When we got back from that hike, we decided to find another place to explore. There was a short hike mentioned on our little guide paper so we decided to go check it out. That hike wasn't much farther than our first one, but it was still fun. We probably could've gone farther, but it involved a little climbing and I wussed out. Seth was able to climb up the place where we stopped and found a magic brown sparkly rock. We're not really sure what it is, but it's probably worth A LOT.

We decided to go back to camp after the last hike and just relax for awhile. We went for a little walk around our campsite and found this rock that looked like a giant butt. It was so funny. We even climbed in there! There was a lot of prickly pear cactus around and I mentioned to Seth that I'd never tried any but that for some reason it looked really good. With that, he whipped out his pocket knife and cut off a chunk so I could taste it. It wasn't as good as I thought it'd be, though it wasn't necessarily bad. I thought it tasted like spongy cheesies. I'm sure you've eaten cheesies before, all kids have. If you don't remember what they are look here.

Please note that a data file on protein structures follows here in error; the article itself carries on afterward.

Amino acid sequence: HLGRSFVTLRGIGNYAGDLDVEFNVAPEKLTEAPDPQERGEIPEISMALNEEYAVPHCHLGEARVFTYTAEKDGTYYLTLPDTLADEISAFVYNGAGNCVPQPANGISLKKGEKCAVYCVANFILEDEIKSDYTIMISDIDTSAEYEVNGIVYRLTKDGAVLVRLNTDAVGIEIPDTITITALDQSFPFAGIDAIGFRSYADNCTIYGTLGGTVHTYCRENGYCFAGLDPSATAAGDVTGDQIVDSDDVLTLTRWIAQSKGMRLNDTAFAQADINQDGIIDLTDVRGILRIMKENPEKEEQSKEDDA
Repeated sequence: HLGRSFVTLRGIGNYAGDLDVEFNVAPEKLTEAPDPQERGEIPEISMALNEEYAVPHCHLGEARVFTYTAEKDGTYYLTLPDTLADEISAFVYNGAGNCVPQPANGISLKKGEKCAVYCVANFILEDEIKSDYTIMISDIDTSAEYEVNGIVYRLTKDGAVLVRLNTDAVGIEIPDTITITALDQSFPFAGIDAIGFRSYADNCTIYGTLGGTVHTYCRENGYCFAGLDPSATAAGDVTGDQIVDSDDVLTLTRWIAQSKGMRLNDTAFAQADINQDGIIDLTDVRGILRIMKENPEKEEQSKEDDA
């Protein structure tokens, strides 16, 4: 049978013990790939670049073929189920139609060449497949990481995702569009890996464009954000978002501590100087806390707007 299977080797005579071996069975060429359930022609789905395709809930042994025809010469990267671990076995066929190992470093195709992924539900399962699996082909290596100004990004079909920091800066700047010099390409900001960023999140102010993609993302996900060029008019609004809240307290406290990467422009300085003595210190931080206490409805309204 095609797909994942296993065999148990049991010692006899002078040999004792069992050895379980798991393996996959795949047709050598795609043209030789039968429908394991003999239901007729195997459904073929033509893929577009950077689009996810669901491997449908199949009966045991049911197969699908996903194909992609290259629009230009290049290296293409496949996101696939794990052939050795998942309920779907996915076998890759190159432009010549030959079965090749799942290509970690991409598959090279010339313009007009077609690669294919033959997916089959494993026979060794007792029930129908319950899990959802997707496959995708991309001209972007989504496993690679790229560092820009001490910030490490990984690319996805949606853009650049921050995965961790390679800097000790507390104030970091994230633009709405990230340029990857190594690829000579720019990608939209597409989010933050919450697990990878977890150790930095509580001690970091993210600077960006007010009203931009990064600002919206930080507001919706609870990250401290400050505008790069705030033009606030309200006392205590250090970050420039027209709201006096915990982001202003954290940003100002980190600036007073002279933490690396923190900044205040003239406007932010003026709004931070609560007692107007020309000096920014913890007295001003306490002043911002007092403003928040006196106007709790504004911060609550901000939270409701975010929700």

Come on, it totally looks like a giant butt!

That evening turned out to be really beautiful and clear so we stayed up late and star gazed and talked around the fire. Oh, I forgot that a bunch of people wussed out after the first night and ditched their campsites so me and Seth went around to all of them to raid their firewood. Maybe THEY should've gotten a fancy Cabelas tent too! Crazy City Slickers with their Walmart tents and Barbie sleeping bags. Don't they know this is the WILDERNESS? Not just anybody can survive out here!